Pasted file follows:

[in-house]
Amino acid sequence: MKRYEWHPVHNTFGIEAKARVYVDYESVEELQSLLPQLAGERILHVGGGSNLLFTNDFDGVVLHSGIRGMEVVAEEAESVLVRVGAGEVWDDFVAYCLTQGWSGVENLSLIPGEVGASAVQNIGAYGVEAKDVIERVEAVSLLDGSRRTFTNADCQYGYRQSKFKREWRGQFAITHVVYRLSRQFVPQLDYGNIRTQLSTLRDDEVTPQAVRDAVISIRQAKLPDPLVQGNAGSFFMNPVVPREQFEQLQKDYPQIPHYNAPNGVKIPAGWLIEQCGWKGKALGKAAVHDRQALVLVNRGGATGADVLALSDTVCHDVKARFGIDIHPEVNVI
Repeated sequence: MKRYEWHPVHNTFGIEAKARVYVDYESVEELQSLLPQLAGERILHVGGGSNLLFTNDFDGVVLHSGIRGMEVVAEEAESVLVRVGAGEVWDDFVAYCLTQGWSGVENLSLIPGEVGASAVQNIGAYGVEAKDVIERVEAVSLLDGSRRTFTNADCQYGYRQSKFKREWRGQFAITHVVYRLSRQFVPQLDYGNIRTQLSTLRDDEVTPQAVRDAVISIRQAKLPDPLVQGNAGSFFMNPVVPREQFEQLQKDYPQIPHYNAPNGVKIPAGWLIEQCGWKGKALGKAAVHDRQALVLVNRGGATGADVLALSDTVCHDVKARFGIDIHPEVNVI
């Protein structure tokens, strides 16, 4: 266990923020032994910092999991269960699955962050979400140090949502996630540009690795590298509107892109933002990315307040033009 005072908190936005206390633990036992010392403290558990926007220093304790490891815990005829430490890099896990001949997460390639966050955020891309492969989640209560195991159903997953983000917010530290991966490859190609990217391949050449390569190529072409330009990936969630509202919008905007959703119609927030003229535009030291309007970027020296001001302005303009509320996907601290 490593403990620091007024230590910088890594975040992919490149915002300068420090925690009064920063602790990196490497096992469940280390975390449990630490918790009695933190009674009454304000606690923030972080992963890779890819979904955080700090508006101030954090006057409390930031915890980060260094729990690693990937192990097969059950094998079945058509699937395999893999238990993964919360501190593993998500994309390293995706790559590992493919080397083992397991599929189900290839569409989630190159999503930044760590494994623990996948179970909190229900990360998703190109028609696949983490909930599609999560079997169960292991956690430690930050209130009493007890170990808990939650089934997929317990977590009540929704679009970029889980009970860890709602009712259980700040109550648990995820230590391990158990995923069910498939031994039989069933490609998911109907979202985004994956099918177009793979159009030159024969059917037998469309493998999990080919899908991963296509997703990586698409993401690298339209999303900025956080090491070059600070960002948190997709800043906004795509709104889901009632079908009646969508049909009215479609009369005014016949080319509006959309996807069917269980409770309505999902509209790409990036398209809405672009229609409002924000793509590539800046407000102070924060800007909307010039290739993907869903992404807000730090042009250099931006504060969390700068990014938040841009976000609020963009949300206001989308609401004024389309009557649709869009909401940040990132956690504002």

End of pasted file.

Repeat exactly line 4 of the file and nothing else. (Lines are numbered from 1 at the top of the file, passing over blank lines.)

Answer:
């Protein structure tokens, strides 16, 4: 266990923020032994910092999991269960699955962050979400140090949502996630540009690795590298509107892109933002990315307040033009 005072908190936005206390633990036992010392403290558990926007220093304790490891815990005829430490890099896990001949997460390639966050955020891309492969989640209560195991159903997953983000917010530290991966490859190609990217391949050449390569190529072409330009990936969630509202919008905007959703119609927030003229535009030291309007970027020296001001302005303009509320996907601290 490593403990620091007024230590910088890594975040992919490149915002300068420090925690009064920063602790990196490497096992469940280390975390449990630490918790009695933190009674009454304000606690923030972080992963890779890819979904955080700090508006101030954090006057409390930031915890980060260094729990690693990937192990097969059950094998079945058509699937395999893999238990993964919360501190593993998500994309390293995706790559590992493919080397083992397991599929189900290839569409989630190159999503930044760590494994623990996948179970909190229900990360998703190109028609696949983490909930599609999560079997169960292991956690430690930050209130009493007890170990808990939650089934997929317990977590009540929704679009970029889980009970860890709602009712259980700040109550648990995820230590391990158990995923069910498939031994039989069933490609998911109907979202985004994956099918177009793979159009030159024969059917037998469309493998999990080919899908991963296509997703990586698409993401690298339209999303900025956080090491070059600070960002948190997709800043906004795509709104889901009632079908009646969508049909009215479609009369005014016949080319509006959309996807069917269980409770309505999902509209790409990036398209809405672009229609409002924000793509590539800046407000102070924060800007909307010039290739993907869903992404807000730090042009250099931006504060969390700068990014938040841009976000609020963009949300206001989308609401004024389309009557649709869009909401940040990132956690504002």